Thanks to all who have commented on Closures at Crystal. We welcome this kind of dialogue, and your suggestions give us an idea of the vibe out there. Let me just add a few things here:
Ropelines: We use rope to mark hazards, close terrain, and delineate our boundary. Think of them as stripes on the highway, keeping people in their lane and avoiding accidents and hazards. The only rope it is "okay" to duck is the boundary line into Mt. Rainier Nat’l Park. Going under that rope, however, puts you out of our boundary and requires skinning or hiking out, or a long slog on a closed highway. We do not suggest going under the boundary rope unless you know where you are going. There are lions and tigers and bears out there, so don’t venture without a competent guide. The exception is, of course, Kempers. It is not okay to duck the boundary rope at the Kempers avalanche path Permanent Closure. You should all know this by now.
Every other ropeline is sacrosanct. That includes the Frontside ropeline, Bear Pits ropeline, the ropeline at Tower 10 on Rex and especially the Northway ropeline–even when the terrain is open. We want skiers and riders to enter thru the gates only. That means you. Every time. Information about the terrain is posted at the gates: Closed, Avalanche Closed, Avalanche Prone Area, Experts Only, Walking May be Required, Caution, Long Slides Possible. Only by passing through the gate can you get these warnings. I have actually caught skiers at the bottom of Northway, when we were still doing avalanche control, who claimed they didn’t know it was closed because they ducked the rope in the same spot they always do, and they didn’t see a closed sign. They actually blamed me for our lack of signage. This was my response: Are you kidding me? Do you mean to say that when I stood on Brand X with a shot burning on the slope and my fingers plugged in my ears and saw you guys in the run-out, that I was supposed to be understanding? Let me just say this–I was not at all understanding. These guys didn’t even think they were doing anything wrong. And the fact that it was a father-son duo made it even worse. What kinds of values was this father teaching his son? It’s okay to question authority as long as you get face shots in the process, even if you are putting yourself and others in danger? If these guys had gone to the Paradise gate, they would have seen a patroller waiting there to open it. They would have stood for another five minutes, then had a great run down. And they would have been able to keep their passes too.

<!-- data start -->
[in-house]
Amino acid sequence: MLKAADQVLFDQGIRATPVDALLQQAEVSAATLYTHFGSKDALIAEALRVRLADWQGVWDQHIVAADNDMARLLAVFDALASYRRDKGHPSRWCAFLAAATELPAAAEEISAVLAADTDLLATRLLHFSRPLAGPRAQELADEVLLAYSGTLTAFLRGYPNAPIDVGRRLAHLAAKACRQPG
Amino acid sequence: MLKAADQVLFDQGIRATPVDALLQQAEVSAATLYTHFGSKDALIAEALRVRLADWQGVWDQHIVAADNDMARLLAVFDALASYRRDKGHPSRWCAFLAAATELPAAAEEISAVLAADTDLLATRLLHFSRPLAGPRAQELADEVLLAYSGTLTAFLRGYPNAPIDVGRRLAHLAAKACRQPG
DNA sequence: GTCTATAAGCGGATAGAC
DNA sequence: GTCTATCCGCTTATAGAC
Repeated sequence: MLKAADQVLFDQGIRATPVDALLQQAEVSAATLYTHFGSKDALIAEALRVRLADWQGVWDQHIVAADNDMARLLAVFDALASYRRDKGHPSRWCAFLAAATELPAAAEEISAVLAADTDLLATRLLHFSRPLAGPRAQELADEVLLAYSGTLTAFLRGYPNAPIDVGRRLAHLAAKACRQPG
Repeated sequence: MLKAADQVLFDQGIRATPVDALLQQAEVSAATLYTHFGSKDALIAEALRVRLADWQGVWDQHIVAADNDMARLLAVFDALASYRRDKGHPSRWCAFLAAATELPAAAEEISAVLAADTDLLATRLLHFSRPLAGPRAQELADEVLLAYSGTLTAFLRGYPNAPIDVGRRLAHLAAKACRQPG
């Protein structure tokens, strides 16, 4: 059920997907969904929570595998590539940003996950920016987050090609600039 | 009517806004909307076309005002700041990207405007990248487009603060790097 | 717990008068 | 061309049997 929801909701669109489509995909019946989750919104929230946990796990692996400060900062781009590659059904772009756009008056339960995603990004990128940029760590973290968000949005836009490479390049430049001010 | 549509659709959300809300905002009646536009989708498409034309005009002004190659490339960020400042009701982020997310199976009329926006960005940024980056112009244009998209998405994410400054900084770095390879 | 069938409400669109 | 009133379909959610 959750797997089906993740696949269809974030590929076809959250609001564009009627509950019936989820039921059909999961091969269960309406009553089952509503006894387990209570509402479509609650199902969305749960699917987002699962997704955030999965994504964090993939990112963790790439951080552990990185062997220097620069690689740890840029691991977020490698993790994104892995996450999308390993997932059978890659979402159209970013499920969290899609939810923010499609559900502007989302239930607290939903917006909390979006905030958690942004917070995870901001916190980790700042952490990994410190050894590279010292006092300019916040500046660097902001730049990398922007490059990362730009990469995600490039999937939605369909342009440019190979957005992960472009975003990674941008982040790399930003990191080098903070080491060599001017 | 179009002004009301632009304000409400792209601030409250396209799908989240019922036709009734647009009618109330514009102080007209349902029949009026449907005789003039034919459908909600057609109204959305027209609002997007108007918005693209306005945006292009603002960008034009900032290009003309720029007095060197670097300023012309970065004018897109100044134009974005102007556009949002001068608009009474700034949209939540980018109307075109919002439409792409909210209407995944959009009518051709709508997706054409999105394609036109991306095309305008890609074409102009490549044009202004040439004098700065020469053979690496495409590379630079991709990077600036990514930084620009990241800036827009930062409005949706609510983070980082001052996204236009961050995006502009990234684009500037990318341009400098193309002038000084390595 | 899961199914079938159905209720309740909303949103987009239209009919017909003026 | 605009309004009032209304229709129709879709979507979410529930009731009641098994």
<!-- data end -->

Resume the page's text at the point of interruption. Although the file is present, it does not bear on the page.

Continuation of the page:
But I digress.
The left angle ropeline does have an annoying jog in it. We are aware of this. The problem is that without that dogleg, it would allow skiers to traverse under an avalanche area. We need to keep that runout clear so we can do avalanche control, and also to keep people out of that area during high avalanche hazard. The solution would be to put it further skier’s right, eliminating all that good tree skiing up high. So we let skiers get the goods up high, but warn them away from the more-avalanche prone areas below. I’m not sure how we can solve it any other way. Our ropelines need to be visible and user-friendly. They also need to be easy to maintain.
Another option next year will be all the great tree skiing in Northway. This summer a team of sawyers will be systematically limbing trees throughout the Northway area to offer more "left angle trees" types of experiences. So look for a new favorite tree skiing experience near you.
Thanks for all the comments. Keep them coming.